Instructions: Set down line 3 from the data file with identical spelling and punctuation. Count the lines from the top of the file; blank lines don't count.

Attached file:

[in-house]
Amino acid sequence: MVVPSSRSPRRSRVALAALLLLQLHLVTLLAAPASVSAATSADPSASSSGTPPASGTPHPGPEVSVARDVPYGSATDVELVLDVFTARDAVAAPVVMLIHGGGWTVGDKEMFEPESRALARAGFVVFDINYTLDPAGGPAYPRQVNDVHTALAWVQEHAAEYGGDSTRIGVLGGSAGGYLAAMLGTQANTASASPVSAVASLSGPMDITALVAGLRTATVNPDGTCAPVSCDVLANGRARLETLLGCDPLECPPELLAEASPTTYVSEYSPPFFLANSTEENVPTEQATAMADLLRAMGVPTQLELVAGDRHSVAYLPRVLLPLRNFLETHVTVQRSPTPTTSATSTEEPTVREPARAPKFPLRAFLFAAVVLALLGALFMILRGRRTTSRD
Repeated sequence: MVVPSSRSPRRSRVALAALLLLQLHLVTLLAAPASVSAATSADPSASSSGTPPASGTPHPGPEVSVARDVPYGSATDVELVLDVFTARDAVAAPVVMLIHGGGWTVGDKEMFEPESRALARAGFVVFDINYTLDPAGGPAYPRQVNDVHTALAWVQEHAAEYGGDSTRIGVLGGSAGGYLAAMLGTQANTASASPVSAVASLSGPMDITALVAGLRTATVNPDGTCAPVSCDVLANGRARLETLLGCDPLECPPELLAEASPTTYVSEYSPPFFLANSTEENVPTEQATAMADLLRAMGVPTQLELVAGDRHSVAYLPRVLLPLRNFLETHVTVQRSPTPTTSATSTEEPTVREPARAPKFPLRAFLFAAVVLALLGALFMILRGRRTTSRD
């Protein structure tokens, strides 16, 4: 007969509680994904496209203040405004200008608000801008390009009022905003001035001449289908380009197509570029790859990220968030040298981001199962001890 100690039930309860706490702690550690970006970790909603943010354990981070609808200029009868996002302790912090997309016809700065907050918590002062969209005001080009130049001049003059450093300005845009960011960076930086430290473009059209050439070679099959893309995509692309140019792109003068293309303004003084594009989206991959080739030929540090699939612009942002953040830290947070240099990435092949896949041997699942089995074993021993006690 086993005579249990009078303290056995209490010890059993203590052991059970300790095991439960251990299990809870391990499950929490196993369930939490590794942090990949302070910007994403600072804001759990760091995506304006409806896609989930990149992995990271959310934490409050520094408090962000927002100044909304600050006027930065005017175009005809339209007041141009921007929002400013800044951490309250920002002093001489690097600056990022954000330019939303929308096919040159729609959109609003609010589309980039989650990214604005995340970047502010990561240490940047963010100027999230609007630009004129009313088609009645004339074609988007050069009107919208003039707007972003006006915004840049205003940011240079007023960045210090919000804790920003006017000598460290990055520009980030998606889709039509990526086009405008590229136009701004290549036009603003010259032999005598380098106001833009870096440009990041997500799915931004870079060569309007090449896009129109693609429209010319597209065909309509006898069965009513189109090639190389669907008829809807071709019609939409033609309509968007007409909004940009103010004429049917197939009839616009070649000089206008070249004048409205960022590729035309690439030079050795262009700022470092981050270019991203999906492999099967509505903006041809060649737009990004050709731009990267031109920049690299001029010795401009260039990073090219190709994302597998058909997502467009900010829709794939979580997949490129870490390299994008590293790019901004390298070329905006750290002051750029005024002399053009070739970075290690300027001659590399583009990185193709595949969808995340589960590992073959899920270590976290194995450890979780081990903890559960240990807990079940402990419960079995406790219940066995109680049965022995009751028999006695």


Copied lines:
Repeated sequence: MVVPSSRSPRRSRVALAALLLLQLHLVTLLAAPASVSAATSADPSASSSGTPPASGTPHPGPEVSVARDVPYGSATDVELVLDVFTARDAVAAPVVMLIHGGGWTVGDKEMFEPESRALARAGFVVFDINYTLDPAGGPAYPRQVNDVHTALAWVQEHAAEYGGDSTRIGVLGGSAGGYLAAMLGTQANTASASPVSAVASLSGPMDITALVAGLRTATVNPDGTCAPVSCDVLANGRARLETLLGCDPLECPPELLAEASPTTYVSEYSPPFFLANSTEENVPTEQATAMADLLRAMGVPTQLELVAGDRHSVAYLPRVLLPLRNFLETHVTVQRSPTPTTSATSTEEPTVREPARAPKFPLRAFLFAAVVLALLGALFMILRGRRTTSRD